Tuesday, January 16, 2018

News: INEOS outlines Rotherham case to Planning Inspectorate

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Having sidestepped the local planning authority in Rotherham, the oil and gas exploration and production business, INEOS, has put forward its case for why the Government's Planning Inspectorate should approve its proposals for a test well at Harthill.

Having been given the "hurry-up" by Government, INEOS said that it had encountered "unreasonable delays" in dealing with Rotherham Council on its plans for a drilling rig on Greenbelt land between the villages of Harthill and Thorpe Salvin.

Planners and councillors in Rotherham were left shocked, disappointed, disgusted as INEOS appealed to the Planning Inspectorate over the non-determination of the application.

INEOS has now submitted a Statement of Case via its planning consultants, Turley, ahead of a potential public inquiry later this year.

With the application for a shale gas test drilling well validated by the Counil in June, the statement notes that it should have been determined by October 6 2017. The application was due to be discussed at a special meeting of the planning board that was set for November 23 and was heading for refusal after the Council's transport planners raised concerns over road safety.

The meeting was put back to early 2018 with Cllr. Atkin, chair of the planning board at Rotherham Council, stating last month that it was INEOS that asked for an extension so that they could overcome the objections.

The case for approval centres on Rotherham Council's concerns over "poor" ecological surveys and assessments undertaken by the applicant that "fall considerably short."

The authority's other reason for refusal that would have been recommended to the planing board is over highways.

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The statement sets out that: "The proposed traffic management process is currently the main issue between the Appellant and the Council."

The Council have been unsatisfied that that it includes adequate mitigation in terms of protecting the safety of other road users on the intended route along Packman Lane and Common Road.

The proposal could generate a maximum of 70 daily vehicle movements during the site development and establishment stage and 60 among the subsequent phases. The impact of the proposal's traffic on Bondhay Lane and Common Road was confirmed as being above 10% with HGV increase above 30%.

A traffic management plan (TMP) assessed how large vehicles, potentially with an abnormal wide load of 4.1m, would travel to and from the site from junction 30 of the M1, 9.5 km away.

A draft TMP included measures such as using escort vehicles as HGVs travel in convoy, seven potential formal passing places within the adopted highway boundary, traffic management, such as STOP/GO signs, at junctions, warning signs, and the trimming of hedgerows to allow the movement of abnormal loads.

After concerns were raised by the Council the TMP was amended to include "the temporary restriction of Packman Lane, Common Road and Harthill Field Road to one-way movement of general traffic by the implementation of a traffic regulation order (TRO)."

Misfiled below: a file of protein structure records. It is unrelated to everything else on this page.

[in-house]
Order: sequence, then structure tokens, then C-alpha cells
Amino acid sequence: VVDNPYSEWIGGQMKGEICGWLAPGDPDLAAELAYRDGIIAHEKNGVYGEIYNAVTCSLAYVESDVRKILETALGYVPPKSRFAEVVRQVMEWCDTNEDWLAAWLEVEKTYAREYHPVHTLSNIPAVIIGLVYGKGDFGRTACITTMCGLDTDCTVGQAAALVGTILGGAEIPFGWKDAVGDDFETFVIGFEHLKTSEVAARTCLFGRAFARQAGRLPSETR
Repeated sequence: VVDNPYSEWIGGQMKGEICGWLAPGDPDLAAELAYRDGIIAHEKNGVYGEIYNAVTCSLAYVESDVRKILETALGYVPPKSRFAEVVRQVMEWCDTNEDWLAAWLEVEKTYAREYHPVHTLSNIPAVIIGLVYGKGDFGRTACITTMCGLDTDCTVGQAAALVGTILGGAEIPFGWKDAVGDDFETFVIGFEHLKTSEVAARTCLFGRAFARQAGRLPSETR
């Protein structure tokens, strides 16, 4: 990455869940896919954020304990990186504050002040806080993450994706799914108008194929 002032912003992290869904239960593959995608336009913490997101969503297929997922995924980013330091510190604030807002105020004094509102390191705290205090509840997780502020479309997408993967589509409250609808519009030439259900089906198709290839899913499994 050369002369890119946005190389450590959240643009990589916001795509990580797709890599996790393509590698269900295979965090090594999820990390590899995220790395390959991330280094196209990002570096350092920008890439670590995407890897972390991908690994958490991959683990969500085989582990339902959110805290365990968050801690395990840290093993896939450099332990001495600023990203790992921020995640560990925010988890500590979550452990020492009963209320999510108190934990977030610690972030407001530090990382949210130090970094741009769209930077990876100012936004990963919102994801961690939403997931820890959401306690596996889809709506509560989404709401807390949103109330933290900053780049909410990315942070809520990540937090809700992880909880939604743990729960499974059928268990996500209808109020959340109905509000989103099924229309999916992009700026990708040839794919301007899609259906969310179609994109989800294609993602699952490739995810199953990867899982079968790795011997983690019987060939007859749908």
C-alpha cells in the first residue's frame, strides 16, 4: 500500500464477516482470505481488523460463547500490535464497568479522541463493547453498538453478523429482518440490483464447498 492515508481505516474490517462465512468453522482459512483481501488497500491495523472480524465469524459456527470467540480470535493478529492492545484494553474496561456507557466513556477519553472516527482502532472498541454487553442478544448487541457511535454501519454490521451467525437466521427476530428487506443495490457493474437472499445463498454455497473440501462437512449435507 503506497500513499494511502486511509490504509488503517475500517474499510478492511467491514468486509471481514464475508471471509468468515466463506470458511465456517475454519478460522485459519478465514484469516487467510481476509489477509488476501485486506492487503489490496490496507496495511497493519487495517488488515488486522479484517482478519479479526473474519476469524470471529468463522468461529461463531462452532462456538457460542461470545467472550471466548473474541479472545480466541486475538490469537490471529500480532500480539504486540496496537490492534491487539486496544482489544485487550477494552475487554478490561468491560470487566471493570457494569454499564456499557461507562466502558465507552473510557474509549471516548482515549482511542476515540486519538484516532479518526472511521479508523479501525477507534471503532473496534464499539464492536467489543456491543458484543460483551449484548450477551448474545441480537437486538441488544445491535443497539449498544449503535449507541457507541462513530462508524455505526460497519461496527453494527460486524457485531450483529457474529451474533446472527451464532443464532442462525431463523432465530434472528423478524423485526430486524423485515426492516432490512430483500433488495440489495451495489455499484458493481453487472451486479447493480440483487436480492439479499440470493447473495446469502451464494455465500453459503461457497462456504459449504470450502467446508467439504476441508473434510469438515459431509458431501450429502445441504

Waiting laybys would be used as HGVs negotiate the Common Road/Harthill Field Road junction that "is somewhat constrained."

The amendments also show that abnormal loads will be reconfigured to reduce the maximum width of these loads to 3.5m. Nine potential locations of informal passing places have also been identified along Packman Lane.

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Ian Ferguson, senior highway development control officer at Rotherham Council is yet to be convinced by the amended TMP which is based on implementing a traffic regulation order (TRO).

Ferguson said: "The Council cannot make an order which would have the effect of preventing, at any time, access for pedestrians to any premises situated on or adjacent the road or to any other premises accessible for pedestrians from, and only from, the road ... There are several families living along Packman Lane.

"The Council as Highway Authority is not prepared to make such an order since it is not satisfied that traffic should be restricted or prohibited, the alternative route is not suitable and access for pedestrians to premises situated on or adjacent the road cannot be prevented."

Concerns were also raised over HGVs that are 3.5m wide leaving no space for any other road user. 3.5m coincides with the overall width of highway along significant lengths of the route measured between hedges.

The officer also disagrees with the applicants view that 9m long vehicles can negotiate the Common Road/Harthill Field Road junction and adds that the passing places on Packman Lane are not adequately spaced.

Statements and interested party comments are due with the planning inspector, Helen Skinner, by February 8. A date for a potential public inquiry has not been set.

With INEOS submitting an appeal, it essentially means that the application is refused. The planning board in Rotherham will still need to determine its reasons for refusal and establish its position before any inquiry by the Planning Inspectorate and defend it in the same way it would at a standard planning appeal.

The board pencilled in a meeting on January 25 to discuss the proposals in public.

INEOS website

Images: INEOS / Turley

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